Before I begin, I wanted to call attention to the Book Launch scheduled at BookPeople (Austin, TX) on August 11, 7pm. Hopefully, I'll see y'all there if you're in town. Okay. On to the snippet. Today, I think we'll go with a bit of something from Nels's point of view.
Today is an important date in the United States. It's the date Americans celebrate the process that made slavery unconstitutional and illegal throughout the nation. However, as it turns out June 19, 1866 isn't the exact date of the emancipation proclamation (that was September of 1862--four years before) nor is it the date that the 13th Amendment was ratified (that was Jan. 31, 1865). June 19th is the date that Texans were ordered to comply with the law. The delay was, in part, due to the civil war. It wasn't an instant change either. (For more information, see What is Juneteenth?) I confess, today is the first time I've ever looked up the details. That, my friend, isn't a good thing. [sigh]
Today's videos: I wanted to learn about comic book heroes who happen to be black women. So, I've subscribed to this podcast. (Yeah, I'm late to the party per usual.) I recommend it.
And now... links.
So... Grenfell Tower (London.) I'm horrified, but not surprised. My hope is that no more residents die and that the survivors get whatever they need in order to recover both medically and financially. My hope is that the owners of the building who opted to save 2 pounds per square foot (I understand that's about £5,000 total) by not using regulation fire proof materials during the recent remodel are prosecuted and sued. They chose to risk murdering people in order to save £2 per square foot. The fact that the people at risk were poor was most definitely a factor.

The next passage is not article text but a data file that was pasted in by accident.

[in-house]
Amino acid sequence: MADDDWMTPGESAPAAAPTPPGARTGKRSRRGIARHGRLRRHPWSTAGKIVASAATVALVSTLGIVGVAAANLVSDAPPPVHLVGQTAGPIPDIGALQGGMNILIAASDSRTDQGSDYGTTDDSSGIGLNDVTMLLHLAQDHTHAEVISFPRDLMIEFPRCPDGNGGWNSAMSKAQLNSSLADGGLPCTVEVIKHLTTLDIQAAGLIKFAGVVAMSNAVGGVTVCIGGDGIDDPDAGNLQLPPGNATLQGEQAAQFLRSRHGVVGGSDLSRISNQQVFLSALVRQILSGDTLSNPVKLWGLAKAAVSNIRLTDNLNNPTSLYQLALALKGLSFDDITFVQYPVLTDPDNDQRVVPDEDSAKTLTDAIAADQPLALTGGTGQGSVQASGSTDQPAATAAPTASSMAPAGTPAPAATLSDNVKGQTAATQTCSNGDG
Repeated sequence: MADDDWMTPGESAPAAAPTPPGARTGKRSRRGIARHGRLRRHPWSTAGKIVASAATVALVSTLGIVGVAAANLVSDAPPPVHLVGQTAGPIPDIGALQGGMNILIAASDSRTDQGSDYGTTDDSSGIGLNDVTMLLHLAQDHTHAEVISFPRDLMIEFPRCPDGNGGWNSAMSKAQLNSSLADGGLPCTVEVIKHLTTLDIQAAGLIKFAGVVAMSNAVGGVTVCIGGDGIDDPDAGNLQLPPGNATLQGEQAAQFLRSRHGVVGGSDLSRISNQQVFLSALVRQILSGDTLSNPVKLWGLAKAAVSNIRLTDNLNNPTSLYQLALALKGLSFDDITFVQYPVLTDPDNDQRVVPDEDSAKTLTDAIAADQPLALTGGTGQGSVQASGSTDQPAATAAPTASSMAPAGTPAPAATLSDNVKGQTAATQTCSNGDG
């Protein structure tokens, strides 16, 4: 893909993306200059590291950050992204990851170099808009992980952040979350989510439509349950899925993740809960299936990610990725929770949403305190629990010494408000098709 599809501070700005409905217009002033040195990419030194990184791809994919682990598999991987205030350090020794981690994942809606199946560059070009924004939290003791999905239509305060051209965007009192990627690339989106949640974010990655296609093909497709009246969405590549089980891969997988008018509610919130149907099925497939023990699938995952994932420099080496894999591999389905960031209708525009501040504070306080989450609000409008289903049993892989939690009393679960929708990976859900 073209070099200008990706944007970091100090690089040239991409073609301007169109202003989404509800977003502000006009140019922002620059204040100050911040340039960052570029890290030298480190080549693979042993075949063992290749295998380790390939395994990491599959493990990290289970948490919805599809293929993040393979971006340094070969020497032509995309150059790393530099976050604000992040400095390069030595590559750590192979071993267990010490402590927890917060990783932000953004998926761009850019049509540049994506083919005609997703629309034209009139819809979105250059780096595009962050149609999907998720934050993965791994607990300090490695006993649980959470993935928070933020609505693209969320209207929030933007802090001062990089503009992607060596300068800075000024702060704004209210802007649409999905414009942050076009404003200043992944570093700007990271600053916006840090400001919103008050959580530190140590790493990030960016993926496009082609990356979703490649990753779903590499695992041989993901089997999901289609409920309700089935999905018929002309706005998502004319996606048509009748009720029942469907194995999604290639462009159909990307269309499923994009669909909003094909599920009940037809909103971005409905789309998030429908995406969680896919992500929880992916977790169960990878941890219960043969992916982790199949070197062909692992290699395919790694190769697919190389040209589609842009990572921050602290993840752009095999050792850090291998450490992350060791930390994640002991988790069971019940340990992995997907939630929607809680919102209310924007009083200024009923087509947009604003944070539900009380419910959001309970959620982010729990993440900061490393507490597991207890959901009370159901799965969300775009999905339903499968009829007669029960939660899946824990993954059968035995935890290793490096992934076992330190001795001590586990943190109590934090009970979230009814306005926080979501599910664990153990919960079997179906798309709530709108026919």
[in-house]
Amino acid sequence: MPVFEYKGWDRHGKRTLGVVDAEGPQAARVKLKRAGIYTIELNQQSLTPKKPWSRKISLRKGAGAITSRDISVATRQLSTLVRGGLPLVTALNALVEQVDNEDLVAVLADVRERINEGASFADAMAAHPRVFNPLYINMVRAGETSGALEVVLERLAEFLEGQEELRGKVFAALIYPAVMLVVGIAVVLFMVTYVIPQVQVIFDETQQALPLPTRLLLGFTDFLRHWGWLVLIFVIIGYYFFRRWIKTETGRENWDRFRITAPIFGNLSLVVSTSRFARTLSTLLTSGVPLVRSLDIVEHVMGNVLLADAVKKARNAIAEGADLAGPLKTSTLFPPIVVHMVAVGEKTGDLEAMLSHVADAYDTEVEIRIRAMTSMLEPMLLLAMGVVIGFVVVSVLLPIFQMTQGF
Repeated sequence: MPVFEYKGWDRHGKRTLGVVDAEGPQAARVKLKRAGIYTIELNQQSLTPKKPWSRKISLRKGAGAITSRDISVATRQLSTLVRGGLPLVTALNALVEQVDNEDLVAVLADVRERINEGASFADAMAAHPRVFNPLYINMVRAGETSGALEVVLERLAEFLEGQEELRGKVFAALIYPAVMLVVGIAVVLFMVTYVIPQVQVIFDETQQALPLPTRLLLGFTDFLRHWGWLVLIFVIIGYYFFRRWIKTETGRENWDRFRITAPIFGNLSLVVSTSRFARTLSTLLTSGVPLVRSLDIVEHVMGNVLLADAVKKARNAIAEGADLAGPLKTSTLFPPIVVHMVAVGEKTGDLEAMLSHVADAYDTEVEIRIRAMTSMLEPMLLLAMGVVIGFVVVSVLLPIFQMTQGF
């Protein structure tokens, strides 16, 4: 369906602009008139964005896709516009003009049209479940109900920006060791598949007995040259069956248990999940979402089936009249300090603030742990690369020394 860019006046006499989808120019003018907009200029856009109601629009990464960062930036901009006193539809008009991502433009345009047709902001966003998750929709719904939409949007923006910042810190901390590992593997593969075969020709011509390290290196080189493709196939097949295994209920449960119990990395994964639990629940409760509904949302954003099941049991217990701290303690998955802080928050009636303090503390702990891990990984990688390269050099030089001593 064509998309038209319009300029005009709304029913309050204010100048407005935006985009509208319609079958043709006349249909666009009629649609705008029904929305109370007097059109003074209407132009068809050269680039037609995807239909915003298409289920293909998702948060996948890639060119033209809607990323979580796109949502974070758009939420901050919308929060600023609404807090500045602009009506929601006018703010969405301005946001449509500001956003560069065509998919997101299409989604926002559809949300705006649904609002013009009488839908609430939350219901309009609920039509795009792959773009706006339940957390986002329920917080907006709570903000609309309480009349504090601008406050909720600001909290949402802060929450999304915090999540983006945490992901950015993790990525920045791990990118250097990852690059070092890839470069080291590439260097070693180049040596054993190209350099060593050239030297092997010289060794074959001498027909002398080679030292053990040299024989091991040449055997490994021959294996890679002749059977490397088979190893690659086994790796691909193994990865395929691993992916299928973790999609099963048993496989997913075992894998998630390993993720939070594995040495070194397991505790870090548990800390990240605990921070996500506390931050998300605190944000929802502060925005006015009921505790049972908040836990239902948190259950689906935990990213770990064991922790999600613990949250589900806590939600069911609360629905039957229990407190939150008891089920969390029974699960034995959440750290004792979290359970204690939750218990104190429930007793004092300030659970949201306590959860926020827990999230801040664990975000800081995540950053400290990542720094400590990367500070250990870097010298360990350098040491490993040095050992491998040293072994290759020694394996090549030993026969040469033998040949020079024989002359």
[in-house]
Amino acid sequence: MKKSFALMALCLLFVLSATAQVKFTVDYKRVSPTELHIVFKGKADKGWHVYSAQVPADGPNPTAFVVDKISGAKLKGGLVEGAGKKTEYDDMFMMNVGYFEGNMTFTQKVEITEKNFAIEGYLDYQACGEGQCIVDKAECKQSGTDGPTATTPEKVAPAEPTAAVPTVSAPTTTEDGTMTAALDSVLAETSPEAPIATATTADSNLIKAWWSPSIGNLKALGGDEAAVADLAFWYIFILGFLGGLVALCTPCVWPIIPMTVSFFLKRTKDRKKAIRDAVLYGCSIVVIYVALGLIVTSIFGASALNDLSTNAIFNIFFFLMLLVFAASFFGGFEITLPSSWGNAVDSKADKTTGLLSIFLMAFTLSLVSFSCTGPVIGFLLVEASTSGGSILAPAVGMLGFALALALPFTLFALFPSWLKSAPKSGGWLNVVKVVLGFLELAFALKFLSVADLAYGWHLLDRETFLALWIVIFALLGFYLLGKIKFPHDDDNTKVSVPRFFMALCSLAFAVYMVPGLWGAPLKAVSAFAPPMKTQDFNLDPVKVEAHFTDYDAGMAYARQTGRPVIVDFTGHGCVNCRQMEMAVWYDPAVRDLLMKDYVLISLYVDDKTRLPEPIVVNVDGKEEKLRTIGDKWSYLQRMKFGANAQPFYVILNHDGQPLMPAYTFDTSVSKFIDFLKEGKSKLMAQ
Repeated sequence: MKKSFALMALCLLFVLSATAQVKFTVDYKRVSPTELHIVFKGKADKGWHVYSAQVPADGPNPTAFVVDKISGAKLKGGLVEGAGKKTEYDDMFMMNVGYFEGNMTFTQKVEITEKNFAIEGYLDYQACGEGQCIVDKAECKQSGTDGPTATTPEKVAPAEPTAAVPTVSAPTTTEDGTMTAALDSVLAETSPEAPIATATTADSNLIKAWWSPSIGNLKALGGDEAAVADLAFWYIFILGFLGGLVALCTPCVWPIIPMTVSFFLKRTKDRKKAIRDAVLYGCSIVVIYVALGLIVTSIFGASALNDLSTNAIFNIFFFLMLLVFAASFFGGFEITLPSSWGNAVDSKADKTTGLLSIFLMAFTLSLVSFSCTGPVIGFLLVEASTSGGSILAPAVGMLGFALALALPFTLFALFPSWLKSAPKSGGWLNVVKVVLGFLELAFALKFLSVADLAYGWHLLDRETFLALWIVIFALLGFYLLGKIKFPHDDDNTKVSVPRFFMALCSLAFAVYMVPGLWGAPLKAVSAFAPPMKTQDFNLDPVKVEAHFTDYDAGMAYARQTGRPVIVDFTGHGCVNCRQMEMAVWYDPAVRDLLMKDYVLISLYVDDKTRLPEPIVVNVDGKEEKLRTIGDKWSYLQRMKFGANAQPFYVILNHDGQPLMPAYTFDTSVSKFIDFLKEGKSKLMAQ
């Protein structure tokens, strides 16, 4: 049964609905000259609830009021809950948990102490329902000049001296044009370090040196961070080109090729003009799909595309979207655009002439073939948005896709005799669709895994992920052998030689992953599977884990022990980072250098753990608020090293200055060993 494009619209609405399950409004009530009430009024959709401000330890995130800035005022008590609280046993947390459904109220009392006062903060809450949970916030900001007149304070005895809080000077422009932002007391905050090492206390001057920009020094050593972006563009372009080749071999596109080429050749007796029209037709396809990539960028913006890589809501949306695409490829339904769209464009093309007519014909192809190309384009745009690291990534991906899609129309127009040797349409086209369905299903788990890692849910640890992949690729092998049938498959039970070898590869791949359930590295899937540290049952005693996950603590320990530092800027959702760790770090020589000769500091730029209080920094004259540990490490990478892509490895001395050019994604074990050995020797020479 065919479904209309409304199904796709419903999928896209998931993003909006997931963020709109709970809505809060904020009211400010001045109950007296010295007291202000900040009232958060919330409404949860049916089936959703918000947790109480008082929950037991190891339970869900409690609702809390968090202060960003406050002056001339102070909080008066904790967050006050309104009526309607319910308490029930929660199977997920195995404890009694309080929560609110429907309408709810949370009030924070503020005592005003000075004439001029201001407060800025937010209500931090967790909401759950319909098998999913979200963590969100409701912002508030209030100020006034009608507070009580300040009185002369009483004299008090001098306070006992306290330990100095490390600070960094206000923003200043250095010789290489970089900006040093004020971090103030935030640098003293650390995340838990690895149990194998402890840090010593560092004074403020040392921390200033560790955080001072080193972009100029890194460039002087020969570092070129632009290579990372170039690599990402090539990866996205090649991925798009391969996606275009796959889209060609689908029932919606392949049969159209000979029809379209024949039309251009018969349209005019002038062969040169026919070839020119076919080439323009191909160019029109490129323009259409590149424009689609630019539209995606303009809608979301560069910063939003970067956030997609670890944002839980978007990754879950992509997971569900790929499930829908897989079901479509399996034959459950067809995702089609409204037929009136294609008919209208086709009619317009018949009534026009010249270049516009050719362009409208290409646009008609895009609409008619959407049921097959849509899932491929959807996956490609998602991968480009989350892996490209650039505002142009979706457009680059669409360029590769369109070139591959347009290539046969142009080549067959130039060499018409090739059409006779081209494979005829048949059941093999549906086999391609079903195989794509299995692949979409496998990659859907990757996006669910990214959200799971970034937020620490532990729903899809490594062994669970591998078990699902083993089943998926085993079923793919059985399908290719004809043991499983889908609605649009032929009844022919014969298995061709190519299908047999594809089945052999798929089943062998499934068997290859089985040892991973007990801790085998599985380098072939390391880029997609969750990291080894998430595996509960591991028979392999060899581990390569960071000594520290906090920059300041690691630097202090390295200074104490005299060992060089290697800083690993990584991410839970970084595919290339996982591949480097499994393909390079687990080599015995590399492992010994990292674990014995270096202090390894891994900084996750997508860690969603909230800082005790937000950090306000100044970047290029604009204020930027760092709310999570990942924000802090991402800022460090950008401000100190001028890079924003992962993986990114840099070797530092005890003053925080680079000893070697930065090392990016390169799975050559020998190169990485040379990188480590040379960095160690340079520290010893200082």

This is why regulations are important. It's why regulations must be enforced. Business must comply. Cutting financial corners until they squeak is not something that should be encouraged. It isn't admirable. Combine a miserly perspective with the "Free Market" and it results in disaster. It isn't good business. In fact, such thinking kills economic growth dead. Business grows via investing.
Greed is a killer. Humanity has known this for quite some time.
Americans shouldn't breathe any sighs of relief. More stories like this one are in our future because the austerity mindset is at work here too. It's being used as an excuse to cut government programs, lay-off government workers, and gut what few advances we've been able to make in healthcare. Our infrastructure is crumbling as a result. When healthcare is cut, people will most certainly die. Largely, the entire GOP platform is about racism right now. They don't care who they hurt as long as they tear down everything Obama did. They don't care about anything else. Straight up. That's their motivation: racism. It isn't really about doing what their constituents want or saving government money. It's that they can't stand that a black man became president and did a brilliant job. It's why they can't seem to put any energy toward building--only destroying.
We're definitely living in an era which will usher in positive changes. Eventually. My hope is that those positive changes come sooner rather than later. May we all learn the lessons we're here to learn, faster. Please. Because so many people are being harmed. Too many.
 You've heard of the Seven Deadly Sins, right? How about the Triangle Shirtwaist Factory fire? Businesses can and do kill their customers and employees, given the opportunity.